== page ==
n. The state or condition achieved by a sexually active person who abstains from sex for a period of time, especially prior to getting married.
Since July 26, three months to the day before she will say, "I do," she has been abstaining from sex with her live-in fiance, David Crawford, and plans to continue until after they are married. . . . These days, a period of "secondary virginity," as it is sometimes called, is increasingly the norm for many brides-to-be across the South, an accommodation to the modern reality of premarital sex and the traditional disapproval of it in the Bible Belt.
She said the healthiest procedure for not-yet-married Christian couples is to relish their desire for each other, to hold the line at passionate kissing, and to avoid situations where they might cross that line. . . . ''They need to know that there is 'secondary virginity'."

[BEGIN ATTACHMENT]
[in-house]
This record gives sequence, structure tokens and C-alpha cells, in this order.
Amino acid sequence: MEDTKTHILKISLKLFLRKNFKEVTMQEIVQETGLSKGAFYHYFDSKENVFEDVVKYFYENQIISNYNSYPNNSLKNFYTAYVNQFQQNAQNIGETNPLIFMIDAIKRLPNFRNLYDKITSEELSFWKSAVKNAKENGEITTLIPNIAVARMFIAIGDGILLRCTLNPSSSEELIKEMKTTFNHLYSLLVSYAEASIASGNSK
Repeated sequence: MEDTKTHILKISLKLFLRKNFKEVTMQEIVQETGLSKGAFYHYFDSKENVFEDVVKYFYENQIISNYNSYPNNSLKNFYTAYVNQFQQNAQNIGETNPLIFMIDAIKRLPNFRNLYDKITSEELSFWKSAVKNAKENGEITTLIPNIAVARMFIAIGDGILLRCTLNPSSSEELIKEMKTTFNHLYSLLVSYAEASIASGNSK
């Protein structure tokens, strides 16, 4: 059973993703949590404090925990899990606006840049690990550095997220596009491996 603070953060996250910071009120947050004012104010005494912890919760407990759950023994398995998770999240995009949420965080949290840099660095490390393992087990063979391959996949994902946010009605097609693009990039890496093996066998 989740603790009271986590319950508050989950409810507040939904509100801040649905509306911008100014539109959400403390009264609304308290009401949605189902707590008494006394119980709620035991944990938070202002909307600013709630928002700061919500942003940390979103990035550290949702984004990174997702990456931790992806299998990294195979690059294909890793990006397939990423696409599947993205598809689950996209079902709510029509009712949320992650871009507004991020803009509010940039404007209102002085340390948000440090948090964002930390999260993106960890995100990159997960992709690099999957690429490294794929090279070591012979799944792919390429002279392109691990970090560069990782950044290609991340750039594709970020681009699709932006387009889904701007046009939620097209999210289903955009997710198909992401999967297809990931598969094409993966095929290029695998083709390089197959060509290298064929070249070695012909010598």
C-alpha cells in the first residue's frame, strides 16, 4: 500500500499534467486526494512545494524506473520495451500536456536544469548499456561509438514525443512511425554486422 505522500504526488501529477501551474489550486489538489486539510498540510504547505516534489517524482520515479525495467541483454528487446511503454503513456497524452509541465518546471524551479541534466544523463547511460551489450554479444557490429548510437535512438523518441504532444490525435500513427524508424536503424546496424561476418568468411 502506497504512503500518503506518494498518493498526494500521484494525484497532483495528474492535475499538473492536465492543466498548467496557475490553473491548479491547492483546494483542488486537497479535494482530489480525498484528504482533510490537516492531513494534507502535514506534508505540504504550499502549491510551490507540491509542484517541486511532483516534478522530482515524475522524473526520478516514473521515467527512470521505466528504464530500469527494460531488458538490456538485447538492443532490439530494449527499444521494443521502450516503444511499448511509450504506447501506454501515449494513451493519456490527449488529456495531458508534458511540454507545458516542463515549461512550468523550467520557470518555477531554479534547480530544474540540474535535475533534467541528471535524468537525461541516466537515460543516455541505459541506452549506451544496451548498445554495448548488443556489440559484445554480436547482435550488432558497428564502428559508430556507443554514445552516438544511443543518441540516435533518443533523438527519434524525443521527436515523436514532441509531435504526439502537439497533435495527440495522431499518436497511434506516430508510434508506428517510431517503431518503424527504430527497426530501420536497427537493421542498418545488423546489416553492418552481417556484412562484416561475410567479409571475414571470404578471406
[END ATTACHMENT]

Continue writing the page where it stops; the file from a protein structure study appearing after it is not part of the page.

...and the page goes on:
The apparent popularity of this phrase is a bit puzzling, mostly because of the linguistic baggage that comes with the "secondary" adjective. It not only gives the phrase a strong bureaucratic smell, but it brings the whole concept down a notch or two since the word is used to describe something of lesser importance or value. I see how that fits the idea, but an alternative such as new virginity (which has made a few appearances over the years; so have neo-virginity, born-again virginity, and retroactive virginity) sounds snappier and more slogan-friendly.